Construction sites face a multitude of potential challenges and crises throughout the year resulting from the weather. As we head into hurricane season, the potential for damage increases exponentially, but there are several ways to ensure a job site is protected as much as possible.
PREPARE FOR THE STORM
The moment a job site contract is awarded, the first priority should be planning for any potential crises, including hurricanes. Teams should work together to discuss the specifics of that particular job site. Every project is different, so it is crucial to consider the various factors unique to the job site in question. For example, a project inside of a theme park has a large open area around it filled with a variety of objects that have the potential to go airborne. On the other hand, a project in a downtown area has various floors that need to be taken into consideration to ensure each level is protected. All of these variables should be discussed at length to ensure a detailed plan covers each risk and determines the best solution to mitigate damages. It is also important to consider whether any contractors involved in the project are not local, and thus, may be unfamiliar with dealing with hurricanes. If this is the case, teams should place an emphasis on making sure these contractors understand what needs to be done before, during, and after a storm.
As teams work together to create a hurricane response plan, they should take into account the various timeframes that will be essential to keeping teams informed. This includes planning for 72-hours, 48-hours, 24-hours, and 12-hours before a storm hits. Breaking the plan down to these specific timeframes will ensure even the smallest factors are taken into consideration and communication is consistent throughout the days leading up to the storm.
The first step in being prepared for hurricane season is creating an all-encompassing standard plan. This plan can then be modified whenever a storm approaches and updated with the current job site conditions. The general plan should take into consideration the consistent challenges that a job site faces, such as whether or not it is in a flood zone or what the elevation is from sea level. Once a tropical storm has been identified and the storm is named, teams will have several days to take the master plan and update it with the latest construction site conditions. At that point, teams should call a mandatory hurricane meeting to gather with trade partners and superintendents and discuss how to prepare the site. Supervisors should walk through a project’s current state to consider what types of damage they should plan for. For example, if a project is in a downtown area surrounded by high-rise buildings, teams should take a look at the various floors that have been constructed in order to make sure they’re protected. Walk through the site and understand the magnitude of it. Depending on the project, it may take several days to get materials moved to safe areas.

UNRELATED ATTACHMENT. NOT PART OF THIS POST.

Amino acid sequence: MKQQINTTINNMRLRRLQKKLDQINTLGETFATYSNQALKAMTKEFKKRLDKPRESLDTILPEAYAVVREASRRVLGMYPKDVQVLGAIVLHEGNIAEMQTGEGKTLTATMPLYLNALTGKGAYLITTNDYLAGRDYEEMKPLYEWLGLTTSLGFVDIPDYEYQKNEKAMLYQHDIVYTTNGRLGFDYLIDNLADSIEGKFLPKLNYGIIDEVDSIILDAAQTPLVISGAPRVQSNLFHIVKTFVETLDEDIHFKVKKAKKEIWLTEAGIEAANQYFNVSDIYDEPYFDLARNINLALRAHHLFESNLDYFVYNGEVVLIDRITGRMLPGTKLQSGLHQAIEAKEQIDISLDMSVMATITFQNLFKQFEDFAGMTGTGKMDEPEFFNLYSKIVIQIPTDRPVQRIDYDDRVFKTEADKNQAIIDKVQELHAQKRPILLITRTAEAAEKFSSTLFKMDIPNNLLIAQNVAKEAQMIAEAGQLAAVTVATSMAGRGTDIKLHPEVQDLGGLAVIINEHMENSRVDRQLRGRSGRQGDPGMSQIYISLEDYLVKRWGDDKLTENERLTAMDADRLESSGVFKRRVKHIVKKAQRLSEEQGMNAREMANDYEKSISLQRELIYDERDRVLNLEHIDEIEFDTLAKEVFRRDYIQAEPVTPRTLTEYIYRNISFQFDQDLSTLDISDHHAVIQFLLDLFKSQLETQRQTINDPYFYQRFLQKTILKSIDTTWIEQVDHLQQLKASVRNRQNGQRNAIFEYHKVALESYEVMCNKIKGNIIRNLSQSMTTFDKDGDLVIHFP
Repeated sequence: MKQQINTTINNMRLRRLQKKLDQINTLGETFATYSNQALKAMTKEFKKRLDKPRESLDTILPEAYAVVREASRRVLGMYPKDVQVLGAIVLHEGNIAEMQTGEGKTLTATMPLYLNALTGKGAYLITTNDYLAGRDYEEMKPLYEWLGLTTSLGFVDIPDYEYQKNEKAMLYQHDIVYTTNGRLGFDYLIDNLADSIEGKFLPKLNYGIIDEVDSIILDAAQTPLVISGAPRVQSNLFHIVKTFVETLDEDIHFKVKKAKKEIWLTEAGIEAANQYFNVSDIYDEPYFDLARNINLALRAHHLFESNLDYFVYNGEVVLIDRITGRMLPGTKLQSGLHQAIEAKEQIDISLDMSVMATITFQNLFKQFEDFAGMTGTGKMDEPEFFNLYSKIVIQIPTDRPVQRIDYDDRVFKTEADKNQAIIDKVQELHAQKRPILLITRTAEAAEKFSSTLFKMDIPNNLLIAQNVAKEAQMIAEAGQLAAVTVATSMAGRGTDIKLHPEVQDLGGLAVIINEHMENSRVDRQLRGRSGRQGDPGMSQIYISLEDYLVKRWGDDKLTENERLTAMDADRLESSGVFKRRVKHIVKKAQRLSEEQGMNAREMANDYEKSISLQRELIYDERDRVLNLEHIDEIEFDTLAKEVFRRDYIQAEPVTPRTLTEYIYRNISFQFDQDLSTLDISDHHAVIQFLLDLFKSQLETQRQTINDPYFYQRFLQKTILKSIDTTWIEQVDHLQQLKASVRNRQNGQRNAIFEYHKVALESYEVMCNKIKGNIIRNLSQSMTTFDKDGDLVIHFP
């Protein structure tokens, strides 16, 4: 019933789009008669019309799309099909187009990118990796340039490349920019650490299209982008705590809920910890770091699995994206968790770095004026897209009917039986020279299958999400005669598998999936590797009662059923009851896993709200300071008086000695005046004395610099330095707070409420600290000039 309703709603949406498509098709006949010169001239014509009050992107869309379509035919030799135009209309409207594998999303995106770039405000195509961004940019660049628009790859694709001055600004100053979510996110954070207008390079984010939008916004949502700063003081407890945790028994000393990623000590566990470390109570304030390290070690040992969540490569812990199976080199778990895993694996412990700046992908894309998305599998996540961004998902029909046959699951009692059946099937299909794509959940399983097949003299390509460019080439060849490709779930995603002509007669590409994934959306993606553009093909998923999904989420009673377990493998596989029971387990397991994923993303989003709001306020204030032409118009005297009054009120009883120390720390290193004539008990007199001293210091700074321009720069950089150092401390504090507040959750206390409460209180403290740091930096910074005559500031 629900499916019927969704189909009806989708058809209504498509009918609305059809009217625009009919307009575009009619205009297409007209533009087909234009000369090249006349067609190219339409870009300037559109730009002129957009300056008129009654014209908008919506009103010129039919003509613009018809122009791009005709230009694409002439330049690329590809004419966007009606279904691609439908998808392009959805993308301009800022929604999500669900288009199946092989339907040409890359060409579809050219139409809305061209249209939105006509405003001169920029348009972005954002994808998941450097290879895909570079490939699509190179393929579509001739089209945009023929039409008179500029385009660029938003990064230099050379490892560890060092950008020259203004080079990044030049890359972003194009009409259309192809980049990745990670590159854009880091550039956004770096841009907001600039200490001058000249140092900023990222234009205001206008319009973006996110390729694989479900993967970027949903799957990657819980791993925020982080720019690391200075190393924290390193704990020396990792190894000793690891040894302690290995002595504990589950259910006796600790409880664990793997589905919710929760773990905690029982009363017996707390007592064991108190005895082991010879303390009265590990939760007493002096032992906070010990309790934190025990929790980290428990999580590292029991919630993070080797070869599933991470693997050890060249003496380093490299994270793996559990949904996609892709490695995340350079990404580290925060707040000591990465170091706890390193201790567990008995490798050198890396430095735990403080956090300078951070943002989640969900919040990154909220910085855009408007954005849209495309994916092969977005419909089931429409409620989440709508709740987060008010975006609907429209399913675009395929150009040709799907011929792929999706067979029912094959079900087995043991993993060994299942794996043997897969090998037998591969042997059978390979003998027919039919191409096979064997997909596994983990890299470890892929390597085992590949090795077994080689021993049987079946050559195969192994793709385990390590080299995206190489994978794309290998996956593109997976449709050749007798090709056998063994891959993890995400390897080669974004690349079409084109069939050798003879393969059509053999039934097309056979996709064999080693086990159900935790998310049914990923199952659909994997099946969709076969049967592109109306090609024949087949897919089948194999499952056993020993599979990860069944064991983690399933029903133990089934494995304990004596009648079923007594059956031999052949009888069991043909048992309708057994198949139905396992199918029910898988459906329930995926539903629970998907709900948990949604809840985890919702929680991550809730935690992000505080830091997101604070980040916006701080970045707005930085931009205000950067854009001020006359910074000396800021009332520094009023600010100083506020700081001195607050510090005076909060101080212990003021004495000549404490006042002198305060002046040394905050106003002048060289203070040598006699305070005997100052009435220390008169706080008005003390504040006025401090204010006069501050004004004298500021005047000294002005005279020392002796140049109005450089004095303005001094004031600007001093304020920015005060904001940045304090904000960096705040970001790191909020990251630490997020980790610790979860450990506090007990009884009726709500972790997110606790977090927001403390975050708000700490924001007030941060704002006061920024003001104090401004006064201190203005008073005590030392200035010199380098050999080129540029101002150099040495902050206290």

Teams should ensure that materials that have the possibility of going airborne are secured or moved to safe locations. Otherwise, those materials have the potential to cause damage to various site buildings and allow water to collect inside the project, increasing damage exponentially. Roofs should also be assessed in advance to ensure that items are secured. Access panels should be tied or screwed down to keep them from going airborne. One important element that can be easily overlooked is preparing dumpsters for storm recovery. Teams should make sure all dumpsters are empty before the storm hits, as these will be critical for cleanup efforts.
Water damage is one of the largest factors to keep in mind during hurricane season. Be sure not to overlook smaller things such as gutters, drains, and pool levels. All of these elements could add to water damage if not assessed and prepared in advance. Pools should be drained to very low levels to attribute for the potential downpour a storm brings. Pool flooding could contribute to water damage in nearby buildings and lower areas of a job site. It is also essential to ensure that drains are clear of materials that could clog them such as mulch, leaves, or debris.
ENSURE A SAFE CLEANUP
Once a storm has passed, it is crucial to get a first response team on the job site as soon as possible to mitigate the damage, or the cost of the job site damage could increase significantly. During the planning process, teams should designate the key point person(s) to respond to the site after a storm passes. In order to speed up this process, teams should work with the client or property owner to get clearance from the National Guard as a first responder. This will ensure the designated team members will get early access to assess the damage and start putting temporary measures in place to prevent any further damage. Generators and pumps are essential to reducing water damage, while tarps or temporary roofing will help protect the interior spaces of the job site. It is also important to bring a supply of water in coolers because you never know how long a team will be in the area during the recovery process. Once a job site is deemed safe, teams can return to speed up the cleanup process and work to get construction back on track as quickly as possible.
Hurricane season can be a daunting time for the construction industry, but having a clear and detailed plan will ensure teams and their clients can work together to keep communication open, team members safe, and job site damage as minimal as possible.
ABOUT THE AUTHOR
Tim Ham is a senior project superintendent for Hoar Construction’s Florida Division. He works with a variety of projects in Florida including mixed-use retail, hospitality, and major theme parks in Orlando, Florida. He can be reached at email@example.com.
Modern Contractor Solutions, August 2018
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